Image by @brianfagan | FlickR

Image by @brianfagan | FlickR

So your semester abroad left you bitten by the travel bug, yearning for the day when you would return to the cobbled alleys of Prague, the grand boulevards of Paris, or the colorful Gaudi-infested streets of Barcelona. Perhaps you swore to yourself and your acquaintances that, after graduation, you would return to live permanently in Europe. But as the reality set in, upon returning to America, that oath may have seemed less and less practical. If you find yourself conflicted between this idealist notion of being an American expat, and the realities of relocating and establishing a career post-graduation, attending graduate school abroad may be the right path for you.

Trying Something New While You’re Young

If you studied abroad during your undergraduate years, you probably already understand that your international experiences are memories that will stay with you forever. However, the pressing urgency of visiting as many museums, piazzas, cathedrals, pubs, and gardens dissipates when you have more time to stay in Europe. I’m not suggesting you sign up for a graduate program just to take an extended vacation, but rather, pursue graduate school if you want the opportunity to earn an esteemed degree while meeting the new challenges of adapting more permanently to the European lifestyle. Given you have been through a mild version of this transition before, your undergrad study abroad experiences mainly act as the appetizer to the main course.

The Value of Being an International Grad Student

Aside from the intrinsic value of traveling, the cost of graduate school in Europe can be more affordable than many stateside alternatives, even with fluctuating currency exchange rates. Depending on area of study, the cost of taught postgraduate programs at the University of Edinburgh, an internationally ranked university, average at about $25,000 US dollars per year (more information can be found here). You can expect to pay nearly double that amount for comparable US universities. Many international universities are recognized by the US Department of Education, meaning you can still apply for student loans and federal grants. Also, many scholarship opportunities exist for international students at foreign universities. And another bonus, you can still reap the benefits of student discounts while you are a graduate student. Graduate school abroad is an investment; for a smaller price tag, you can earn a Master’s degree that sets you apart from the average job applicant, while enriching your global perspective.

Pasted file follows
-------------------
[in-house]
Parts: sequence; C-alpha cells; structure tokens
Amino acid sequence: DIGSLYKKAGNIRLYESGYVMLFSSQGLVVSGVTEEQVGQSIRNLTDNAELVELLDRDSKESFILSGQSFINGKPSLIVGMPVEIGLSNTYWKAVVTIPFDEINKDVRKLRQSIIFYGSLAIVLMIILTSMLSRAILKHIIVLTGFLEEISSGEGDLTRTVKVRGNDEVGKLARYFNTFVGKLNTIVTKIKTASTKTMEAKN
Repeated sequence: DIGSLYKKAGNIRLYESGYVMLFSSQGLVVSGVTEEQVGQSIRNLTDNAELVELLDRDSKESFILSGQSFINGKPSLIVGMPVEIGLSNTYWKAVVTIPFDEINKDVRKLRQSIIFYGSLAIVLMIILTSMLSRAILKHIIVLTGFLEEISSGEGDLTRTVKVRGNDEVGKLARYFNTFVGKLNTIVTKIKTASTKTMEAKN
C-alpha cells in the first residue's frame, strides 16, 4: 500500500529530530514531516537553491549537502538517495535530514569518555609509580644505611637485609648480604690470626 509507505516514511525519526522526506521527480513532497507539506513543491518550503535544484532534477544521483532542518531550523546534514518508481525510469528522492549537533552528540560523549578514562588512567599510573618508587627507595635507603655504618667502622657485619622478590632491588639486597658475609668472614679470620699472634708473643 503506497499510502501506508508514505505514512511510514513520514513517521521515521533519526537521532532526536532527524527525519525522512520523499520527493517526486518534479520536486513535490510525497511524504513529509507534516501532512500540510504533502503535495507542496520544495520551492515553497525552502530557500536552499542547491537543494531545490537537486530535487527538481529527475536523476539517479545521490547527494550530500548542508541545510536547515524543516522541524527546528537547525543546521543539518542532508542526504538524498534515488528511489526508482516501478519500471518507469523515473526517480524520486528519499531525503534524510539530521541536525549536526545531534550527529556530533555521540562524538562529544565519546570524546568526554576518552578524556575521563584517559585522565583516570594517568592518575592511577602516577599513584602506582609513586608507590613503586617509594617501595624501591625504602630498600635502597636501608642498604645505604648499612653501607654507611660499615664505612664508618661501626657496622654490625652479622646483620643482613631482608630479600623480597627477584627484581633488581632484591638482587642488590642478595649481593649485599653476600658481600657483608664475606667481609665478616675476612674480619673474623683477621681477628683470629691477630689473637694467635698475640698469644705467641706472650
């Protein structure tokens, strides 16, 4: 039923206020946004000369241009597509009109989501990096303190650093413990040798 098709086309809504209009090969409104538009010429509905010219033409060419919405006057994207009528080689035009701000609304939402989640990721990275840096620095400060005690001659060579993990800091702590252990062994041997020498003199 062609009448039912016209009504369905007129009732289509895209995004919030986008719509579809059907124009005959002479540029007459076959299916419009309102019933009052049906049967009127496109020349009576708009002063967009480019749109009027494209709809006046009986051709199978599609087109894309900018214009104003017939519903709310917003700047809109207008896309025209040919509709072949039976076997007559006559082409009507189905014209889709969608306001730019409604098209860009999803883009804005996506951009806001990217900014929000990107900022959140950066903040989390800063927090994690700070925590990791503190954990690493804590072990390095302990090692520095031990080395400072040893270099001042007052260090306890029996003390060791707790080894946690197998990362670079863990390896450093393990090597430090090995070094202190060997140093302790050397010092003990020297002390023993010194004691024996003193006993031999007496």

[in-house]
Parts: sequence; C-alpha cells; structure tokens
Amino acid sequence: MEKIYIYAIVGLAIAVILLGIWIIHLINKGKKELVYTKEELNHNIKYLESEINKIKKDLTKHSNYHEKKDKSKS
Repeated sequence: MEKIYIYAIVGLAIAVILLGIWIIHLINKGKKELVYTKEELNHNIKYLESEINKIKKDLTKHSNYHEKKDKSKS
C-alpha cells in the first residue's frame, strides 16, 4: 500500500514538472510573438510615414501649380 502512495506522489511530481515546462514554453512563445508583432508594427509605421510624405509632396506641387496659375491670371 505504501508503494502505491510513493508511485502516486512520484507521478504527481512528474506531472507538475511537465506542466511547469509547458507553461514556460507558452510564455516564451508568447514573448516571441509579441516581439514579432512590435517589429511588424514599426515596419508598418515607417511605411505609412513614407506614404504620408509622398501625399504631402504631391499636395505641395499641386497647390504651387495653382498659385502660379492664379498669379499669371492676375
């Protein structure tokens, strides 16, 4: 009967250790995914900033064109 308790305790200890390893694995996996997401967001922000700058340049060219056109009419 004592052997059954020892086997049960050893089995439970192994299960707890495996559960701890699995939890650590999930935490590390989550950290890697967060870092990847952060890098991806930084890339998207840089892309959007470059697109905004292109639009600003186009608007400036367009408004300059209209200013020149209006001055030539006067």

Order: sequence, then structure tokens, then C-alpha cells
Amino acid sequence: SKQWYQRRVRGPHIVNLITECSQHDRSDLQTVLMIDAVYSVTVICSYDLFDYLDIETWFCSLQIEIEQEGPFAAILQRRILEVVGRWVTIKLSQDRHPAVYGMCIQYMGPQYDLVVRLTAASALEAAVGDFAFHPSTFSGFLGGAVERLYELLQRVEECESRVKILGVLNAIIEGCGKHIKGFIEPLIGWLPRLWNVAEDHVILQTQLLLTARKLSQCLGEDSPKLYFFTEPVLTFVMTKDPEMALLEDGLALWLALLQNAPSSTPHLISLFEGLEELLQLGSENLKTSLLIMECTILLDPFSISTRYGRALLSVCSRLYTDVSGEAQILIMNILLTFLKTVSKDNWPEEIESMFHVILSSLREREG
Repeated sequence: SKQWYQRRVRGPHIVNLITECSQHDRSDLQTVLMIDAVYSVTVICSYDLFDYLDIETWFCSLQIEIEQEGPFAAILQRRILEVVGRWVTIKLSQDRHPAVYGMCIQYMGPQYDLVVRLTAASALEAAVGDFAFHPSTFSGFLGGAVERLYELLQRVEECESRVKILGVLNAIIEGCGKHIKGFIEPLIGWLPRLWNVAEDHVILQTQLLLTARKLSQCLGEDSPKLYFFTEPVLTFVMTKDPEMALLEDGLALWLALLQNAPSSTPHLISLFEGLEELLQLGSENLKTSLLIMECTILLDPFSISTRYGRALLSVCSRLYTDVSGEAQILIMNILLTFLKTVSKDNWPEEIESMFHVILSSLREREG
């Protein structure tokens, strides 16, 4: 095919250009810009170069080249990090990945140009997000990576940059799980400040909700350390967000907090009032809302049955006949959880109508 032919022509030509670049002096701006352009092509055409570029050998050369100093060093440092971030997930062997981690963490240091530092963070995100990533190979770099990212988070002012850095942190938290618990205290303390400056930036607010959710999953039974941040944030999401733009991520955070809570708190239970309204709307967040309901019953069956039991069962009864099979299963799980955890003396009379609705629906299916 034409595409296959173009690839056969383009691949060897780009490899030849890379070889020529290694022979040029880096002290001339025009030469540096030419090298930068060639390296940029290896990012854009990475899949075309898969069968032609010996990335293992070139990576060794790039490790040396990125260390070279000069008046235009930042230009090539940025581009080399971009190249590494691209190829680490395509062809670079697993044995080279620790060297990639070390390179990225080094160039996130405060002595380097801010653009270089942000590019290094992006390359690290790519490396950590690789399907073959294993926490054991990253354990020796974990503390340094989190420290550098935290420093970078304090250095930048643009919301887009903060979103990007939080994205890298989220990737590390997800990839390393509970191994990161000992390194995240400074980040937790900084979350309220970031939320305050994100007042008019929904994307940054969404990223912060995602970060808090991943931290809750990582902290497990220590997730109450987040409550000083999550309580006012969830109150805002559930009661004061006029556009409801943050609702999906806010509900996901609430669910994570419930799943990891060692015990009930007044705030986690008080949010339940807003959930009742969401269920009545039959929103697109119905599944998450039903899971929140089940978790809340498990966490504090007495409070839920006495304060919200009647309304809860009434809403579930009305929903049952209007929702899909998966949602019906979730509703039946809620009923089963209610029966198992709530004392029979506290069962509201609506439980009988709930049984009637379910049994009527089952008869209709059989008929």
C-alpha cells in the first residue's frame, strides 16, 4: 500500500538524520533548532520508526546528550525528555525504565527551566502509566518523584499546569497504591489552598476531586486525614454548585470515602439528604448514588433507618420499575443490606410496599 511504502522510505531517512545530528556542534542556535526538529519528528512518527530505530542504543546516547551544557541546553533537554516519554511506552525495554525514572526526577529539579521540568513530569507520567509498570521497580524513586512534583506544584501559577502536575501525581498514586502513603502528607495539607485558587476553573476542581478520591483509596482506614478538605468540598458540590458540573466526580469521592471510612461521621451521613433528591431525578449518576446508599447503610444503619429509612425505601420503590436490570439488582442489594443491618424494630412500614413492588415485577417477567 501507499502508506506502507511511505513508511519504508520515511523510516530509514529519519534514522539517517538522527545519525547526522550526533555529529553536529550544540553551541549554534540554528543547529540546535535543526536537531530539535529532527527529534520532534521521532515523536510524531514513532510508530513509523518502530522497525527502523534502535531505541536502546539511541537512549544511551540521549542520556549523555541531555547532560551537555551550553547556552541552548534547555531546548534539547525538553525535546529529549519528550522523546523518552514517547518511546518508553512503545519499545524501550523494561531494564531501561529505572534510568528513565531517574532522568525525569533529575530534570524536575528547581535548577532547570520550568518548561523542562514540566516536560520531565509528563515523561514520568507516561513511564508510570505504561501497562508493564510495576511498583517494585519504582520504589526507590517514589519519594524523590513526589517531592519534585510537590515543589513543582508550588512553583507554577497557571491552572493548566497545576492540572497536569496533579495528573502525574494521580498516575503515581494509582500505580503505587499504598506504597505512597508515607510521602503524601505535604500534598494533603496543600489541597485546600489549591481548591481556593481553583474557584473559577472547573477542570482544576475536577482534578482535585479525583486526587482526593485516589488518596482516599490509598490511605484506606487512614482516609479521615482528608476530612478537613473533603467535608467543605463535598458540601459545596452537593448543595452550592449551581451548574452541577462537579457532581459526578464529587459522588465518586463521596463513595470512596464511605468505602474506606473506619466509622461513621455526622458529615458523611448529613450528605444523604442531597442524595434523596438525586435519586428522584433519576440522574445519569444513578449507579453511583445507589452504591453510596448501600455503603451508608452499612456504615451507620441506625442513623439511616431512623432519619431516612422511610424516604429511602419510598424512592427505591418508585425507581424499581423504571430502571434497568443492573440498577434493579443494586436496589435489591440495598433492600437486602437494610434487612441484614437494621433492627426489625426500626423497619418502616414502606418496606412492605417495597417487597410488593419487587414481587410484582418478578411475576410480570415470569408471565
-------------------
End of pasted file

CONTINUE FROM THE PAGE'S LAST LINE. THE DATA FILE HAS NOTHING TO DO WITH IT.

Global Networking and Opportunities

Graduate programs abroad can be completed within a year or two, which differs from many American programs. The networking you do during this time, through academics or professional encounters, is invaluable to your ability to stay in Europe post-graduation. These opportunities probably didn’t present themselves during your fleeting semester abroad as an undergrad. As a graduate student, people tend to take your efforts more seriously, opening doors that didn’t previously exist. Also, being an international student is a desirable trait for companies looking to diversify their workforce, as you are inherently unique compared to most of the other applicants.

Establishing a more permanent residency, while working towards educational and professional development in Europe, or any foreign country for that matter, is too great of an opportunity to pass up. So, if you are serious about taking your short, but sweet, study-abroad experience further, graduate school abroad gives you the opportunity to get your foot in a previously unopened door.

For more advice on getting the most out of your education visit Smart College Career Moves.

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